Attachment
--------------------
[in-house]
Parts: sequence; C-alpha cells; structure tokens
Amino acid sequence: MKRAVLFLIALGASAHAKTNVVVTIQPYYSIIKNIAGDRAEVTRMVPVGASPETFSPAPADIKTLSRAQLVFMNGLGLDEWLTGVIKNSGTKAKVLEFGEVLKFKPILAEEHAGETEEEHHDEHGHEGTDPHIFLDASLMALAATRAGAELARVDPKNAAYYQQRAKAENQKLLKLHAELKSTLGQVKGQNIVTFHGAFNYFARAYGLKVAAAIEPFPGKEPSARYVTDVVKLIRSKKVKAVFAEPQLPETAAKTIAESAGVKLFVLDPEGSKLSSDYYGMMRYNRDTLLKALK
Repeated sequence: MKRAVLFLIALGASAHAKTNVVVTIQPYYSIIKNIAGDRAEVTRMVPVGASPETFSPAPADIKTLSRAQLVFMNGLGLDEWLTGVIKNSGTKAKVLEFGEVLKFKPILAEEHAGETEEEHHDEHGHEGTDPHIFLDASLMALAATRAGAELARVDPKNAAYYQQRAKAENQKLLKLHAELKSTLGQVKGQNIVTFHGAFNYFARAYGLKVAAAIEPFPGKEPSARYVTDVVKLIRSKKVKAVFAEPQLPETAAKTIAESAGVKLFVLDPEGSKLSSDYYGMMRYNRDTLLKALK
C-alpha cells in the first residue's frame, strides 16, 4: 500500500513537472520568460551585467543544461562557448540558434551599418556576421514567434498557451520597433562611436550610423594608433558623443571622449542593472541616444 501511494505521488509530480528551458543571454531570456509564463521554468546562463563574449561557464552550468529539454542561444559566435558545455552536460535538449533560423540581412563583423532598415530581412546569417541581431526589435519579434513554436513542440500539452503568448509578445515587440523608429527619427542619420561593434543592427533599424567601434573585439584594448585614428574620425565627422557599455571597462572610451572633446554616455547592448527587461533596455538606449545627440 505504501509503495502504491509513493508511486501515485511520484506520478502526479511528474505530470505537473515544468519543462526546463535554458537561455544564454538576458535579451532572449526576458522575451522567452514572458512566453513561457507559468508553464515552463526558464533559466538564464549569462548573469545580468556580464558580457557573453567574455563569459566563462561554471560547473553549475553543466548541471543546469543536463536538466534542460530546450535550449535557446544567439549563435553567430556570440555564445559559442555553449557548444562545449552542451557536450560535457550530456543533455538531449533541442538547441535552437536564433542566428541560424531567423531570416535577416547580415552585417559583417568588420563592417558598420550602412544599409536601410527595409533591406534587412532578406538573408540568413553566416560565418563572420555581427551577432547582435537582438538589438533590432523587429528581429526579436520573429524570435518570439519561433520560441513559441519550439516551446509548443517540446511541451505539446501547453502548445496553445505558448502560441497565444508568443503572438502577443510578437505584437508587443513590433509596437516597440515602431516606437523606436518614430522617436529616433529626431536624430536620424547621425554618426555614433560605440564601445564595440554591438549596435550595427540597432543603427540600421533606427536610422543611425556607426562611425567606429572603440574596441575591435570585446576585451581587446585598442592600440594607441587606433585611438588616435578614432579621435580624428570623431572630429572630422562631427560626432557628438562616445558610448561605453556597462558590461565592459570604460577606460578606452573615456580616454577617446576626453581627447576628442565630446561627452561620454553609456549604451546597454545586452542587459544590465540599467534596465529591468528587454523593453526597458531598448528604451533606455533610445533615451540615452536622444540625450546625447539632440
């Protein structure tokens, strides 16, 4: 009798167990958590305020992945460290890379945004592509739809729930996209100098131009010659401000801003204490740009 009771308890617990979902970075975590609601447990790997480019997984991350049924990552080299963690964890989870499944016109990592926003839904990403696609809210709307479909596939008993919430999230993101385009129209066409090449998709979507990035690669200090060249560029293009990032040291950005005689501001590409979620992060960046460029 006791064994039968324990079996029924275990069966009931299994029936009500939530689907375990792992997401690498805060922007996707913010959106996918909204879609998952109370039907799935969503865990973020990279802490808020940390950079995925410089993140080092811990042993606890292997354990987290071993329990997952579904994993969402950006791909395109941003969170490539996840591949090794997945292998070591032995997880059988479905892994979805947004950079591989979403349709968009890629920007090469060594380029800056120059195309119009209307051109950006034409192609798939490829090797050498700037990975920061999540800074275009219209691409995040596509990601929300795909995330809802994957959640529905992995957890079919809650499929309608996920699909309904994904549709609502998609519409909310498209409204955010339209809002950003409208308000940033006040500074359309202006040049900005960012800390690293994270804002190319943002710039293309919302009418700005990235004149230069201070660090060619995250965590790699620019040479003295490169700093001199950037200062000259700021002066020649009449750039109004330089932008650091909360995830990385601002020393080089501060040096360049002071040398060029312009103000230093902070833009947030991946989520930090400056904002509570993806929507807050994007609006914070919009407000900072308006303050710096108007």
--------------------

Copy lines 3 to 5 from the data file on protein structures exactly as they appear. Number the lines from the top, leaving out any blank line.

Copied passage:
Amino acid sequence: MKRAVLFLIALGASAHAKTNVVVTIQPYYSIIKNIAGDRAEVTRMVPVGASPETFSPAPADIKTLSRAQLVFMNGLGLDEWLTGVIKNSGTKAKVLEFGEVLKFKPILAEEHAGETEEEHHDEHGHEGTDPHIFLDASLMALAATRAGAELARVDPKNAAYYQQRAKAENQKLLKLHAELKSTLGQVKGQNIVTFHGAFNYFARAYGLKVAAAIEPFPGKEPSARYVTDVVKLIRSKKVKAVFAEPQLPETAAKTIAESAGVKLFVLDPEGSKLSSDYYGMMRYNRDTLLKALK
Repeated sequence: MKRAVLFLIALGASAHAKTNVVVTIQPYYSIIKNIAGDRAEVTRMVPVGASPETFSPAPADIKTLSRAQLVFMNGLGLDEWLTGVIKNSGTKAKVLEFGEVLKFKPILAEEHAGETEEEHHDEHGHEGTDPHIFLDASLMALAATRAGAELARVDPKNAAYYQQRAKAENQKLLKLHAELKSTLGQVKGQNIVTFHGAFNYFARAYGLKVAAAIEPFPGKEPSARYVTDVVKLIRSKKVKAVFAEPQLPETAAKTIAESAGVKLFVLDPEGSKLSSDYYGMMRYNRDTLLKALK
C-alpha cells in the first residue's frame, strides 16, 4: 500500500513537472520568460551585467543544461562557448540558434551599418556576421514567434498557451520597433562611436550610423594608433558623443571622449542593472541616444 501511494505521488509530480528551458543571454531570456509564463521554468546562463563574449561557464552550468529539454542561444559566435558545455552536460535538449533560423540581412563583423532598415530581412546569417541581431526589435519579434513554436513542440500539452503568448509578445515587440523608429527619427542619420561593434543592427533599424567601434573585439584594448585614428574620425565627422557599455571597462572610451572633446554616455547592448527587461533596455538606449545627440 505504501509503495502504491509513493508511486501515485511520484506520478502526479511528474505530470505537473515544468519543462526546463535554458537561455544564454538576458535579451532572449526576458522575451522567452514572458512566453513561457507559468508553464515552463526558464533559466538564464549569462548573469545580468556580464558580457557573453567574455563569459566563462561554471560547473553549475553543466548541471543546469543536463536538466534542460530546450535550449535557446544567439549563435553567430556570440555564445559559442555553449557548444562545449552542451557536450560535457550530456543533455538531449533541442538547441535552437536564433542566428541560424531567423531570416535577416547580415552585417559583417568588420563592417558598420550602412544599409536601410527595409533591406534587412532578406538573408540568413553566416560565418563572420555581427551577432547582435537582438538589438533590432523587429528581429526579436520573429524570435518570439519561433520560441513559441519550439516551446509548443517540446511541451505539446501547453502548445496553445505558448502560441497565444508568443503572438502577443510578437505584437508587443513590433509596437516597440515602431516606437523606436518614430522617436529616433529626431536624430536620424547621425554618426555614433560605440564601445564595440554591438549596435550595427540597432543603427540600421533606427536610422543611425556607426562611425567606429572603440574596441575591435570585446576585451581587446585598442592600440594607441587606433585611438588616435578614432579621435580624428570623431572630429572630422562631427560626432557628438562616445558610448561605453556597462558590461565592459570604460577606460578606452573615456580616454577617446576626453581627447576628442565630446561627452561620454553609456549604451546597454545586452542587459544590465540599467534596465529591468528587454523593453526597458531598448528604451533606455533610445533615451540615452536622444540625450546625447539632440